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Well, surely there's an element of scare-mongering right there!
Huh?
What, like 'read and follow the highway code to pass your test and drive safely, ignore it and have accidents" = scaremongering....like that?
 

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Huh?
What, like 'read and follow the highway code to pass your test and drive safely, ignore it and have accidents" = scaremongering....like that?
LOL, no, different thing.
 

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No, the over all message was clear.
There's a summation here

The overall message is threefold:

Deuteronomy stresses the uniqueness of God (Yahweh), the need for centralisation of worship (the Temple at Jerusalem) and a concern for the position of the poor and disadvantaged.

The core of Deuteronomy is the covenant that binds Yahweh and Israel by oaths of fidelity and obedience. God will give Israel blessings of the land, fertility, and prosperity so long as Israel is faithful to God's teaching; disobedience will lead to curses and punishment. The First Commandment is "Thou shalt have no other gods before me." The Shema Israel (6:4-5) is a repetition of that.

No... no punishment from their God....they would just get sick, fail etc
"Because the Lord thy God is a jealous God in the midst of thee: lest at any time the wrath of the Lord thy God be kindled against thee, and take thee away from the face of the earth." (6:15).

"But if thou forget the Lord thy God, and follow strange gods, and serve and adore them: behold now I foretell thee that thou shalt utterly perish. As the nations, which the Lord destroyed at thy entrance, so shall you also perish, if you be disobedient to the voice of the Lord your God." (8:19-20)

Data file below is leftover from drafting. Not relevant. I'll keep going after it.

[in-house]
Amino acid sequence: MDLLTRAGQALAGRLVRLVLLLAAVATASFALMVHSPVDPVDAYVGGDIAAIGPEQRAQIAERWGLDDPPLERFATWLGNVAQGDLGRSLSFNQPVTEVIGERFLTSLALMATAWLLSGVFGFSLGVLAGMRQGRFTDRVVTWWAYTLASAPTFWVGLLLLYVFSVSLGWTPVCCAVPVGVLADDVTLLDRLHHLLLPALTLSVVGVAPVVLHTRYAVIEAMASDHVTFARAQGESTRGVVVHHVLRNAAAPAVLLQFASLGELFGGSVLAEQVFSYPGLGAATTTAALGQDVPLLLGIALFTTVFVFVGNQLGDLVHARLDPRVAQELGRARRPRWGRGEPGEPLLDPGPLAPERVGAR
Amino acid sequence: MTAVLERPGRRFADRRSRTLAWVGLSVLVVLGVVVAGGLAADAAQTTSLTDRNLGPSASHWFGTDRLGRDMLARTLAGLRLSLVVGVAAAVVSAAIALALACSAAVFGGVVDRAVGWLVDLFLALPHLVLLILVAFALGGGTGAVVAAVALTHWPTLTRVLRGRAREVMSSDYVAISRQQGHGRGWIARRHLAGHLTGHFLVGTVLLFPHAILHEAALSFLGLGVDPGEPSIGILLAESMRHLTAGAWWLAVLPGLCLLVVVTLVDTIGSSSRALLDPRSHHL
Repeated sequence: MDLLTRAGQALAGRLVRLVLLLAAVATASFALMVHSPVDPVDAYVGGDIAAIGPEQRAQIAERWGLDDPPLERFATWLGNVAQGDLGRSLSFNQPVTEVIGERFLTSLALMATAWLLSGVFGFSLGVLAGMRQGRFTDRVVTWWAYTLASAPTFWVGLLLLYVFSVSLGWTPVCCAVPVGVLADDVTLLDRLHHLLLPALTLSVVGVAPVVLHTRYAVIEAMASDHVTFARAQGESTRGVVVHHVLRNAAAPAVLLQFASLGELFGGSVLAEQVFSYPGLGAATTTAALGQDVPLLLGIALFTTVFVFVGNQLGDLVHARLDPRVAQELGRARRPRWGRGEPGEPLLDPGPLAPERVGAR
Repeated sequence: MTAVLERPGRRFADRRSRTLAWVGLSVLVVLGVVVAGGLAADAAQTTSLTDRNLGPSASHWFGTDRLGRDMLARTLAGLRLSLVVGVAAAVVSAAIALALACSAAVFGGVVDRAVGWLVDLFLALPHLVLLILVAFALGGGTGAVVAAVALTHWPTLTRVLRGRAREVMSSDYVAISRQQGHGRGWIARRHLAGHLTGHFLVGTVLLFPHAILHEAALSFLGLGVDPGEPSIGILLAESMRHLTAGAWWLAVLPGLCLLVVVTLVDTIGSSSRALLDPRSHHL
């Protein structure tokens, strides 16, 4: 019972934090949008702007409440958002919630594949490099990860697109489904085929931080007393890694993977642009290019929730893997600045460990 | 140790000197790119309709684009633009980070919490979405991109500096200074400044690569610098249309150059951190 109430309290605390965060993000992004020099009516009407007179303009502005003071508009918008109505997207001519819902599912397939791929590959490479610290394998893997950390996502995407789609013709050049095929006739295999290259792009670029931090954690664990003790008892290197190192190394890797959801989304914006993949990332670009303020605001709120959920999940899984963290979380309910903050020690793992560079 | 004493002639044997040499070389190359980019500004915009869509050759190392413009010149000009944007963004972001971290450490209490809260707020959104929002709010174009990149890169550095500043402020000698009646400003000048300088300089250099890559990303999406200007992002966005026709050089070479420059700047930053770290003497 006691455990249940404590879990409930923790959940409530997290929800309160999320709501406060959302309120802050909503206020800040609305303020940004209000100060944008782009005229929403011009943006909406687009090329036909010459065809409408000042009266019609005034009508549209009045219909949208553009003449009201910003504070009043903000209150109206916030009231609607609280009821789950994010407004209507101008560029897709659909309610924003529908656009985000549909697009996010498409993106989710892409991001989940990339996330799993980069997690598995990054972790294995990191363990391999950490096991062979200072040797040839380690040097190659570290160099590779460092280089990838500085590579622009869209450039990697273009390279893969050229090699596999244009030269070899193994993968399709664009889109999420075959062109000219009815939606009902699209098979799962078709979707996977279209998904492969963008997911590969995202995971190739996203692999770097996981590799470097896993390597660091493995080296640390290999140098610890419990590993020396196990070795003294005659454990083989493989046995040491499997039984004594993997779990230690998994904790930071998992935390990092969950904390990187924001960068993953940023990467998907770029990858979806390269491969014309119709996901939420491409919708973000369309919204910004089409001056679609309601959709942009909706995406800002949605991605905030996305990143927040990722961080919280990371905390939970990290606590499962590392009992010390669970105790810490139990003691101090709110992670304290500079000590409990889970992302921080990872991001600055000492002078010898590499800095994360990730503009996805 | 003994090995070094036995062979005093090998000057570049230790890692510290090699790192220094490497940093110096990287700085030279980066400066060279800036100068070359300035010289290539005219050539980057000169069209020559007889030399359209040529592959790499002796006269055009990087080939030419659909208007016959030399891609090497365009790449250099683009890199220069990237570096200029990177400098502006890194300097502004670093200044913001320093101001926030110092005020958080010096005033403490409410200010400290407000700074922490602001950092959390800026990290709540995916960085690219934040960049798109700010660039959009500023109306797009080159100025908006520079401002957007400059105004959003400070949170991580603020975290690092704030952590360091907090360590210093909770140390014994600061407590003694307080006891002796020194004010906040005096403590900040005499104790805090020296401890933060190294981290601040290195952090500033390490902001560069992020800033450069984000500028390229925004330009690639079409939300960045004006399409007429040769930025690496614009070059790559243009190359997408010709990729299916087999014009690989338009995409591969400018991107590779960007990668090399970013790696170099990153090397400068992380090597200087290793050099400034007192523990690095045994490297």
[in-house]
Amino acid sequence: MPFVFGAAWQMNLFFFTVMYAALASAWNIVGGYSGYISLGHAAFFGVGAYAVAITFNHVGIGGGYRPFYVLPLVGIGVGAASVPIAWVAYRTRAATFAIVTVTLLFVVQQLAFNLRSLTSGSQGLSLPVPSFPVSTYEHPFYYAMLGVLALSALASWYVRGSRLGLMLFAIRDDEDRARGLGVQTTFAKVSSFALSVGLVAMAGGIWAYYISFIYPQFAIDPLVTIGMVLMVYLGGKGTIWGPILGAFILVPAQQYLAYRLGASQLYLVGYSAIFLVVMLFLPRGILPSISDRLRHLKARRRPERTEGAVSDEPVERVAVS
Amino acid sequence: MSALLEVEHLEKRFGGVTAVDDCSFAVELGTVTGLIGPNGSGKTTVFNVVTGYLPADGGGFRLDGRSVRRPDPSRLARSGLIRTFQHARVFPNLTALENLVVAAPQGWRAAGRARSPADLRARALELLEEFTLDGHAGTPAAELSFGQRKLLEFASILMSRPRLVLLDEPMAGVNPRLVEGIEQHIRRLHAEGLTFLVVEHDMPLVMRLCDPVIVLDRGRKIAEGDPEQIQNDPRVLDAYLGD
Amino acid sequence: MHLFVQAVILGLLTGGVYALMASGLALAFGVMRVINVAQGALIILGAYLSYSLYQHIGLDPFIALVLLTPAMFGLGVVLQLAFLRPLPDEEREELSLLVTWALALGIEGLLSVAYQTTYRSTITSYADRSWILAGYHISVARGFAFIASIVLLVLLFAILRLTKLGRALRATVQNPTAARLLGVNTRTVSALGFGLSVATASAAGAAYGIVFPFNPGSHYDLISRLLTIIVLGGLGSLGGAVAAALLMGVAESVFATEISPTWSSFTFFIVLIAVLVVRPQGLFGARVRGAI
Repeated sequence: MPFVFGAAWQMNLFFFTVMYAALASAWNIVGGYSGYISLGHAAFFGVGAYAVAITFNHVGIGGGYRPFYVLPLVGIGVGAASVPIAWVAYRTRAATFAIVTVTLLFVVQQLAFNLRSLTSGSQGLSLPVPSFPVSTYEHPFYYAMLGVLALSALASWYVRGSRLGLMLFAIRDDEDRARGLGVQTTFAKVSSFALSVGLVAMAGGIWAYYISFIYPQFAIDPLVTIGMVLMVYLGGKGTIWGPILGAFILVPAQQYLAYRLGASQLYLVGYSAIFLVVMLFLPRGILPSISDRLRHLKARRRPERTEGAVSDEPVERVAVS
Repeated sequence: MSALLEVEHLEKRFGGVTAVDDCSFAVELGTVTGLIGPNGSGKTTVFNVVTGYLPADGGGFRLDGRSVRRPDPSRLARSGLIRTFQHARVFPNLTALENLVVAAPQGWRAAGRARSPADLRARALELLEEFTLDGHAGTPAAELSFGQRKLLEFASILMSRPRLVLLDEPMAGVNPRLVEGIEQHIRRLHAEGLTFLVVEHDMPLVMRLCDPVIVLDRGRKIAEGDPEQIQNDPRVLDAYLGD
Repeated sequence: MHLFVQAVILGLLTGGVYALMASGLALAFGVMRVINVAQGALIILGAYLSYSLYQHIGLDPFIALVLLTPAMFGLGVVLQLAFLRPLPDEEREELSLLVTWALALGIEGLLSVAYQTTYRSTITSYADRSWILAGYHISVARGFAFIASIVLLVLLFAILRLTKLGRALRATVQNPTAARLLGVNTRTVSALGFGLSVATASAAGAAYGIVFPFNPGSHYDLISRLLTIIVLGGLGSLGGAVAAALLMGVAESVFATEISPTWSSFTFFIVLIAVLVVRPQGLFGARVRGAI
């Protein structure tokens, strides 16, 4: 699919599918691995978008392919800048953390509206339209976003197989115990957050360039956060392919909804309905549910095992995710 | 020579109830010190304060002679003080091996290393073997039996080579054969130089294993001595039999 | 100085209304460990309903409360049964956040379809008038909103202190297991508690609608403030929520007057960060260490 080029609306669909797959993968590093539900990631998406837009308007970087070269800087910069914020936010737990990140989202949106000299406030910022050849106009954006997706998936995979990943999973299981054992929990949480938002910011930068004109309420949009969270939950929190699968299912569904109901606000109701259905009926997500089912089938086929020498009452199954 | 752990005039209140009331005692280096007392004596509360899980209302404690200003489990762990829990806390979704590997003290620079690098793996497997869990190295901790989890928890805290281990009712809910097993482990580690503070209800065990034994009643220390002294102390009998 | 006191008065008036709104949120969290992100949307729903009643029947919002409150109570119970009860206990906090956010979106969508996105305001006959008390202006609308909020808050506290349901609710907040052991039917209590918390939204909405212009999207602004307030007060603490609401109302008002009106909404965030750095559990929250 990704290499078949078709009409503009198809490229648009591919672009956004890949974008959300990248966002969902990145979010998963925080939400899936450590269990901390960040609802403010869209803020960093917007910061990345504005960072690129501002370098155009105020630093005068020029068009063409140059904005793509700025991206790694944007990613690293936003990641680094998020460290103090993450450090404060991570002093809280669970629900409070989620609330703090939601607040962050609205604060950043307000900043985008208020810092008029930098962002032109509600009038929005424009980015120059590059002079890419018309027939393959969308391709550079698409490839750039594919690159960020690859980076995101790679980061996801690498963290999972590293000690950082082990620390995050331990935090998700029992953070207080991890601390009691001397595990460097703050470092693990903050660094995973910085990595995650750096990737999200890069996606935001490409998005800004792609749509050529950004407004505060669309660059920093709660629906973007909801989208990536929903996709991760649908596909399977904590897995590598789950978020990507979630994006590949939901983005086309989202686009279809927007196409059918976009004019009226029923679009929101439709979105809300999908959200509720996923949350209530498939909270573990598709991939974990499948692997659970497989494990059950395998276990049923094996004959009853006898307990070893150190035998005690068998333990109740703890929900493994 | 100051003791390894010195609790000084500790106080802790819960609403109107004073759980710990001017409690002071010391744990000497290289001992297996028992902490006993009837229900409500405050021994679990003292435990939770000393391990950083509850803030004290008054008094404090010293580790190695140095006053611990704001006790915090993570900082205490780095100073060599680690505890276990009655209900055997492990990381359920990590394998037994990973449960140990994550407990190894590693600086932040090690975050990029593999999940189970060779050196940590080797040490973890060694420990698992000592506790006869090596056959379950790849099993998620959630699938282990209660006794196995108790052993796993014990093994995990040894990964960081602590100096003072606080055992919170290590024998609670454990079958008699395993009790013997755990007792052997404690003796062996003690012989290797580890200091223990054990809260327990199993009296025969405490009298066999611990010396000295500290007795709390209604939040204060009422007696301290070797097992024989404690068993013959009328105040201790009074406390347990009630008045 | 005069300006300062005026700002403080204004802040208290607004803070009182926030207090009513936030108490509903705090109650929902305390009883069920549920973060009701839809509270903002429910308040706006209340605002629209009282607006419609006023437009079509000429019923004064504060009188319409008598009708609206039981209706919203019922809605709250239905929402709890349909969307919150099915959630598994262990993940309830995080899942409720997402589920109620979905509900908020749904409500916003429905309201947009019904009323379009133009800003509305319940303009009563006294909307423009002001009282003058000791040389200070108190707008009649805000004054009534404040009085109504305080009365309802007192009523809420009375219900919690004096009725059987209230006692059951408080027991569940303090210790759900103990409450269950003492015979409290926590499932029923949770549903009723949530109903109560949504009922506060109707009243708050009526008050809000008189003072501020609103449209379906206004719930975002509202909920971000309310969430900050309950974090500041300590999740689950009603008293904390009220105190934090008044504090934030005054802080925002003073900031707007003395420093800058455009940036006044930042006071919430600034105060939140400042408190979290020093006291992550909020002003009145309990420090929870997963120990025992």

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RJM

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Drop God from both the New Testament, and the Old Testament, lol
That's a new one ...
 
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badger

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There's a summation here

The overall message is threefold:

Deuteronomy stresses the uniqueness of God (Yahweh), the need for centralisation of worship (the Temple at Jerusalem) and a concern for the position of the poor and disadvantaged.

The core of Deuteronomy is the covenant that binds Yahweh and Israel by oaths of fidelity and obedience. God will give Israel blessings of the land, fertility, and prosperity so long as Israel is faithful to God's teaching; disobedience will lead to curses and punishment. The First Commandment is "Thou shalt have no other gods before me." The Shema Israel (6:4-5) is a repetition of that.


"Because the Lord thy God is a jealous God in the midst of thee: lest at any time the wrath of the Lord thy God be kindled against thee, and take thee away from the face of the earth." (6:15).

"But if thou forget the Lord thy God, and follow strange gods, and serve and adore them: behold now I foretell thee that thou shalt utterly perish. As the nations, which the Lord destroyed at thy entrance, so shall you also perish, if you be disobedient to the voice of the Lord your God." (8:19-20)

Moses was told to produce laws for the children of Israel.
He and his did just that.

Exodus {18:20} And thou shalt teach them ordinances and laws, and shalt shew them the way wherein they must walk, and the work that they must do.
 

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Drop God from both the New Testament, and the Old Testament, lol
That's a new one ...

I don't think that laughing out loud can throw much light upon this discussion.
And neither the Old nor the New Testament are under focus here, but the Laws of Moses.... which I am promoting as absolutely brilliant for their time.
 

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Exodus {18:20} And thou shalt teach them ordinances and laws, and shalt shew them the way wherein they must walk, and the work that they must do.
Who said that to Moses? Obviously not God/the Lord, because I personally don't buy the concept, therefore ...